In the news / Bioinformatics

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Since the beginning of the COVID-19 pandemic, dozens of countries have deployed digital apps attempting to identify people exposed to the SARS-CoV-2 coronavirus and stop onward transmission. Evidence that these ‘contact tracing’ apps work has been hard to come by. Now, studies from a handful of nations show mounting evidence that apps can help prevent infections and are a valuable public-health tool. One way apps could improve is in how they measure exposure risk, says Dr. Joanna Masel, an evolutionary biologist at the University of Arizona, who is leading a pilot study of the COVID Watch app at the university.
 
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A UArizona Health Sciences research project called Saguaro Study, is designed to identify issues unique to University employees who are at least 50 years old and then test ways to help address or mitigate those concerns among the 5,700 employees in that age group. The team led by BIO5 member and chair of the Department Epidemiology and Biostatistics in the College of Public Health Dr. Zhao Chen, are examining the balance of keep stress in check during the pandemic, while also maintaining physical activity and retaining social connections.
 
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The idea behind these rapid tests is to detect symptomatic, pre-symptomatic and asymptomatic infectious people before they can spread the coronavirus. But despite massive distribution of these tests by federal officials – including to date over 40 million of 150 million rapid tests ordered from the medical company Abbott – COVID-19 transmission has been surging in every state since early November. For rapid tests to effectively limit spread of the coronavirus, experts suggest that they must be conducted with high frequency.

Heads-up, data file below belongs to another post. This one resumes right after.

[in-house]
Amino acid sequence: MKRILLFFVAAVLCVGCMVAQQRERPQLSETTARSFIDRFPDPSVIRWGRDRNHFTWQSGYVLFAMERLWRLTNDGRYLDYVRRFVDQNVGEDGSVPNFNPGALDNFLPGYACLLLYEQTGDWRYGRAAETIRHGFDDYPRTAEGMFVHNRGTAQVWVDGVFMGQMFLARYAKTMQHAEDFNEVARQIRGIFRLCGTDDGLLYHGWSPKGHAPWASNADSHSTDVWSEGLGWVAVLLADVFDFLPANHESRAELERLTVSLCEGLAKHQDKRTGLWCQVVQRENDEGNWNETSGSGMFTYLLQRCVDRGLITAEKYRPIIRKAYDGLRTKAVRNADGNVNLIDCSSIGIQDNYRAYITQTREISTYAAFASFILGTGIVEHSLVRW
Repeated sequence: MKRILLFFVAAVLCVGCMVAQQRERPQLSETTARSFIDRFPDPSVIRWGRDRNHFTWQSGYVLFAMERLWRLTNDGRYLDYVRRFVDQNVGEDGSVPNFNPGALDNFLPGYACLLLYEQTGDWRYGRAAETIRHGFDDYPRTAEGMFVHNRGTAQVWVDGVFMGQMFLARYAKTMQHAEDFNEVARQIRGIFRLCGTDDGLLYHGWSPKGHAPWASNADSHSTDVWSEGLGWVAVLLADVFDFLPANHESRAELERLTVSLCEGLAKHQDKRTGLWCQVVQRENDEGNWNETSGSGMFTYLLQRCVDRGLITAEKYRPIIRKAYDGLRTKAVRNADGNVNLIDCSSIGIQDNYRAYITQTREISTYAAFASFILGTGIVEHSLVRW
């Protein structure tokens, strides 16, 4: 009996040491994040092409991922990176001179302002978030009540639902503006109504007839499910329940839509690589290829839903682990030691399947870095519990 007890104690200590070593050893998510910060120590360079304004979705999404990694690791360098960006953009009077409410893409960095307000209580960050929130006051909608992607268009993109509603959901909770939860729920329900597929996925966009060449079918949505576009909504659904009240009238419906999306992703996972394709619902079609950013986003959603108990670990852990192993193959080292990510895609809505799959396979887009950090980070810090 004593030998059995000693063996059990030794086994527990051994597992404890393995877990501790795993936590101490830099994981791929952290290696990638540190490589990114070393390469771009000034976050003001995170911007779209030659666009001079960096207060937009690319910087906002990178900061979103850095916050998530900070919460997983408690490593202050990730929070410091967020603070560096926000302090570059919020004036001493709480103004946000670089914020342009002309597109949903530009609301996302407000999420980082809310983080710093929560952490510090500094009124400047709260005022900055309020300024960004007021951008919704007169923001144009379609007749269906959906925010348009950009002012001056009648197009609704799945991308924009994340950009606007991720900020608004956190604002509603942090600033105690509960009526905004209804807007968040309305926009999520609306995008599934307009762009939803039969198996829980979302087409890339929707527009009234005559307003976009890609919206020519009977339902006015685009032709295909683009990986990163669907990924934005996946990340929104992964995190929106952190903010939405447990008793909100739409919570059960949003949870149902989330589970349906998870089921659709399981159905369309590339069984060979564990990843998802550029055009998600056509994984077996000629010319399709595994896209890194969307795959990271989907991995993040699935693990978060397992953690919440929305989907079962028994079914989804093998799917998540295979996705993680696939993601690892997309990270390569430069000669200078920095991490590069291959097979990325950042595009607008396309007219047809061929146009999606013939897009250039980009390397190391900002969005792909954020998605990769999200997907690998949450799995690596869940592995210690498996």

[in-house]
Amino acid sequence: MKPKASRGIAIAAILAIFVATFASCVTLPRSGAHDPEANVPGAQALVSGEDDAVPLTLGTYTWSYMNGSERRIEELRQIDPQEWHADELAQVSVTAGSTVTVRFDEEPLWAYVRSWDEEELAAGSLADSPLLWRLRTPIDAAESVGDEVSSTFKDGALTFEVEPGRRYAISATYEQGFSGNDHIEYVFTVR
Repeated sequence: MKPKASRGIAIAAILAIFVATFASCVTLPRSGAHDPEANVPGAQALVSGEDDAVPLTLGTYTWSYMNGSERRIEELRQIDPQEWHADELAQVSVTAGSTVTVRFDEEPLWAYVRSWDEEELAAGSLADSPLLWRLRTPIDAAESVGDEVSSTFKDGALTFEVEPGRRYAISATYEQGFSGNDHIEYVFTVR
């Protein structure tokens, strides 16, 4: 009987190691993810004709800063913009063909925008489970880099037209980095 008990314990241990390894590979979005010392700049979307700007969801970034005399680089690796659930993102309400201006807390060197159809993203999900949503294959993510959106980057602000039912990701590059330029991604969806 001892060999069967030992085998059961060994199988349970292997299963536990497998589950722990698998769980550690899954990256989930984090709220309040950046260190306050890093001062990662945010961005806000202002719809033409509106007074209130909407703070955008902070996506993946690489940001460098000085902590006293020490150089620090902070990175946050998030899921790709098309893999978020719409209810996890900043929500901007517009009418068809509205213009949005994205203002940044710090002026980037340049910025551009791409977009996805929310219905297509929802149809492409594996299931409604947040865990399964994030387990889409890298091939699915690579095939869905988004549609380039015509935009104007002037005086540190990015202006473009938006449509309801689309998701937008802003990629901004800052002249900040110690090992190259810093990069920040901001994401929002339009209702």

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Dr. Brian Enquist teamed up with Nirav Merchant, CyVerse co-principal investigator and director of UArizona Data Science Institute, to lead an interdisciplinary collaboration of the nation's scientists aiming to harness the power of big data and cyberinfrastructure to predict global biodiversity changes under different climate outcome scenarios. The project was funded this year at $2.5 million under the National Science Foundation's Harnessing the Data Revolution program, with just over $966,000 awarded to UArizona. The grant stemmed from work done by the Bridging Biodiversity and Conservation Science group, a new interdisciplinary initiative at the University of Arizona.
 
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The NASA Astrobiology Program has selected eight new interdisciplinary research teams to inaugurate its Interdisciplinary Consortia for Astrobiology Research program, including two teams at the University of Arizona. One team led by Dr. Betül Kaçar, Molecular and Cellular Biology assistant professor and BIO5 member, was selected from a pool of more than 40 proposals. The breadth and depth of the research of these teams spans the spectrum of astrobiology research, from cosmic origins to planetary system formation, origins and evolution of life, and the search for life beyond Earth.